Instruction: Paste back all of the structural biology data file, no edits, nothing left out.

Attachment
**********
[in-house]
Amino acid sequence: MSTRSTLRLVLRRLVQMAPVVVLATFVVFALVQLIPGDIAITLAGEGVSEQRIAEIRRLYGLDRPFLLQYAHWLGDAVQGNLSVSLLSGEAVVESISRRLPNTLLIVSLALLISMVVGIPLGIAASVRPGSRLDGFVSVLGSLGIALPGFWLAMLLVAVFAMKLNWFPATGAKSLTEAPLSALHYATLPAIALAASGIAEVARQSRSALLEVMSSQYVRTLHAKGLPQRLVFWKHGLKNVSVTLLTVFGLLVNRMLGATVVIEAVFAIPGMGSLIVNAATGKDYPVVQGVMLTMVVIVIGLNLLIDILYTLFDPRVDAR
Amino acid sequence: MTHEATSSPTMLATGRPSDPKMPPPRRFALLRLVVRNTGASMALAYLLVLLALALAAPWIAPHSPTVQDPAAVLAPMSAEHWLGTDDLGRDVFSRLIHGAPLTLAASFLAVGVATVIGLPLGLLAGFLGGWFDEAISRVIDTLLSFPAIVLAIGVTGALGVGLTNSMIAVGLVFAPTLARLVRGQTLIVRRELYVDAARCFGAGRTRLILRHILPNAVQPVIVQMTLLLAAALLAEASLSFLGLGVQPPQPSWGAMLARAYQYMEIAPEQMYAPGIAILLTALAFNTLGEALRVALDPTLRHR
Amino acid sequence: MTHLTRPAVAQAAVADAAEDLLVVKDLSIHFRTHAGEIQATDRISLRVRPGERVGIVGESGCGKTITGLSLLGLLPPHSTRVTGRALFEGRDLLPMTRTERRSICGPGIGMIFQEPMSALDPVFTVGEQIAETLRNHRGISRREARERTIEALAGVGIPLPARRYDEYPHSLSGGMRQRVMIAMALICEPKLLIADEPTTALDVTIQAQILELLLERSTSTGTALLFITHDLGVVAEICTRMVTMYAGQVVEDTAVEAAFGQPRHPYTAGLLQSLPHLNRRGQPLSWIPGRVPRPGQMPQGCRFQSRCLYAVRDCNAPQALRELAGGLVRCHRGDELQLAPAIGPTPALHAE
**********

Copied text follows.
[in-house]
Amino acid sequence: MSTRSTLRLVLRRLVQMAPVVVLATFVVFALVQLIPGDIAITLAGEGVSEQRIAEIRRLYGLDRPFLLQYAHWLGDAVQGNLSVSLLSGEAVVESISRRLPNTLLIVSLALLISMVVGIPLGIAASVRPGSRLDGFVSVLGSLGIALPGFWLAMLLVAVFAMKLNWFPATGAKSLTEAPLSALHYATLPAIALAASGIAEVARQSRSALLEVMSSQYVRTLHAKGLPQRLVFWKHGLKNVSVTLLTVFGLLVNRMLGATVVIEAVFAIPGMGSLIVNAATGKDYPVVQGVMLTMVVIVIGLNLLIDILYTLFDPRVDAR
Amino acid sequence: MTHEATSSPTMLATGRPSDPKMPPPRRFALLRLVVRNTGASMALAYLLVLLALALAAPWIAPHSPTVQDPAAVLAPMSAEHWLGTDDLGRDVFSRLIHGAPLTLAASFLAVGVATVIGLPLGLLAGFLGGWFDEAISRVIDTLLSFPAIVLAIGVTGALGVGLTNSMIAVGLVFAPTLARLVRGQTLIVRRELYVDAARCFGAGRTRLILRHILPNAVQPVIVQMTLLLAAALLAEASLSFLGLGVQPPQPSWGAMLARAYQYMEIAPEQMYAPGIAILLTALAFNTLGEALRVALDPTLRHR
Amino acid sequence: MTHLTRPAVAQAAVADAAEDLLVVKDLSIHFRTHAGEIQATDRISLRVRPGERVGIVGESGCGKTITGLSLLGLLPPHSTRVTGRALFEGRDLLPMTRTERRSICGPGIGMIFQEPMSALDPVFTVGEQIAETLRNHRGISRREARERTIEALAGVGIPLPARRYDEYPHSLSGGMRQRVMIAMALICEPKLLIADEPTTALDVTIQAQILELLLERSTSTGTALLFITHDLGVVAEICTRMVTMYAGQVVEDTAVEAAFGQPRHPYTAGLLQSLPHLNRRGQPLSWIPGRVPRPGQMPQGCRFQSRCLYAVRDCNAPQALRELAGGLVRCHRGDELQLAPAIGPTPALHAE